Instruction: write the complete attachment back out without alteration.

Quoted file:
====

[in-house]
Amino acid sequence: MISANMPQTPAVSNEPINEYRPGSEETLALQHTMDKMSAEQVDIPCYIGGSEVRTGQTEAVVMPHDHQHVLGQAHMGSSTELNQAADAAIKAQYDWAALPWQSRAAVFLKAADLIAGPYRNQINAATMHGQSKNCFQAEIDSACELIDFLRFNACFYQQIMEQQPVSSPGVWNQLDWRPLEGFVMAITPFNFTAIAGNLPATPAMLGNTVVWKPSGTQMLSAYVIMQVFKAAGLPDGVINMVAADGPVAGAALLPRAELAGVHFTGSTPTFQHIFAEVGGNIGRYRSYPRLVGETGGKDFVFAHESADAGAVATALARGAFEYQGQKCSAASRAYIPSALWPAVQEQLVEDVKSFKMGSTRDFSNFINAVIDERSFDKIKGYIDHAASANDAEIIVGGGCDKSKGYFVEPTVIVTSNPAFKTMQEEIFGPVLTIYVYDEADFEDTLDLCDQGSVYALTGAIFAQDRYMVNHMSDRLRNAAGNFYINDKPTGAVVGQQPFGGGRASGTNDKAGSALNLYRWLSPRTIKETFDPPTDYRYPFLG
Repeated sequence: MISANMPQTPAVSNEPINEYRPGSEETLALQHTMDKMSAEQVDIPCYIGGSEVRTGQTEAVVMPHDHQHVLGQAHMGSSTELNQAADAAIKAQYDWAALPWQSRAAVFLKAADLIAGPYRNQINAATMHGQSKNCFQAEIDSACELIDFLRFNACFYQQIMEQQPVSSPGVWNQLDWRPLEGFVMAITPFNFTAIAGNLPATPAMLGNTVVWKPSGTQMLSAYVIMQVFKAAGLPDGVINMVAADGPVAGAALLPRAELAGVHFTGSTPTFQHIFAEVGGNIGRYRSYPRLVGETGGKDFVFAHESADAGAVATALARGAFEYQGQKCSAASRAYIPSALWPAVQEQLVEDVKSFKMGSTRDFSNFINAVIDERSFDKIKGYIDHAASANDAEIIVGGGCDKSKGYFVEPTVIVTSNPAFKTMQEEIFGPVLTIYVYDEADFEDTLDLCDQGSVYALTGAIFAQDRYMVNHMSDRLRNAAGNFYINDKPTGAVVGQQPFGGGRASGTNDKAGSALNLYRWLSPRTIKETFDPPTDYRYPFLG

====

[in-house]
Amino acid sequence: MISANMPQTPAVSNEPINEYRPGSEETLALQHTMDKMSAEQVDIPCYIGGSEVRTGQTEAVVMPHDHQHVLGQAHMGSSTELNQAADAAIKAQYDWAALPWQSRAAVFLKAADLIAGPYRNQINAATMHGQSKNCFQAEIDSACELIDFLRFNACFYQQIMEQQPVSSPGVWNQLDWRPLEGFVMAITPFNFTAIAGNLPATPAMLGNTVVWKPSGTQMLSAYVIMQVFKAAGLPDGVINMVAADGPVAGAALLPRAELAGVHFTGSTPTFQHIFAEVGGNIGRYRSYPRLVGETGGKDFVFAHESADAGAVATALARGAFEYQGQKCSAASRAYIPSALWPAVQEQLVEDVKSFKMGSTRDFSNFINAVIDERSFDKIKGYIDHAASANDAEIIVGGGCDKSKGYFVEPTVIVTSNPAFKTMQEEIFGPVLTIYVYDEADFEDTLDLCDQGSVYALTGAIFAQDRYMVNHMSDRLRNAAGNFYINDKPTGAVVGQQPFGGGRASGTNDKAGSALNLYRWLSPRTIKETFDPPTDYRYPFLG
Repeated sequence: MISANMPQTPAVSNEPINEYRPGSEETLALQHTMDKMSAEQVDIPCYIGGSEVRTGQTEAVVMPHDHQHVLGQAHMGSSTELNQAADAAIKAQYDWAALPWQSRAAVFLKAADLIAGPYRNQINAATMHGQSKNCFQAEIDSACELIDFLRFNACFYQQIMEQQPVSSPGVWNQLDWRPLEGFVMAITPFNFTAIAGNLPATPAMLGNTVVWKPSGTQMLSAYVIMQVFKAAGLPDGVINMVAADGPVAGAALLPRAELAGVHFTGSTPTFQHIFAEVGGNIGRYRSYPRLVGETGGKDFVFAHESADAGAVATALARGAFEYQGQKCSAASRAYIPSALWPAVQEQLVEDVKSFKMGSTRDFSNFINAVIDERSFDKIKGYIDHAASANDAEIIVGGGCDKSKGYFVEPTVIVTSNPAFKTMQEEIFGPVLTIYVYDEADFEDTLDLCDQGSVYALTGAIFAQDRYMVNHMSDRLRNAAGNFYINDKPTGAVVGQQPFGGGRASGTNDKAGSALNLYRWLSPRTIKETFDPPTDYRYPFLG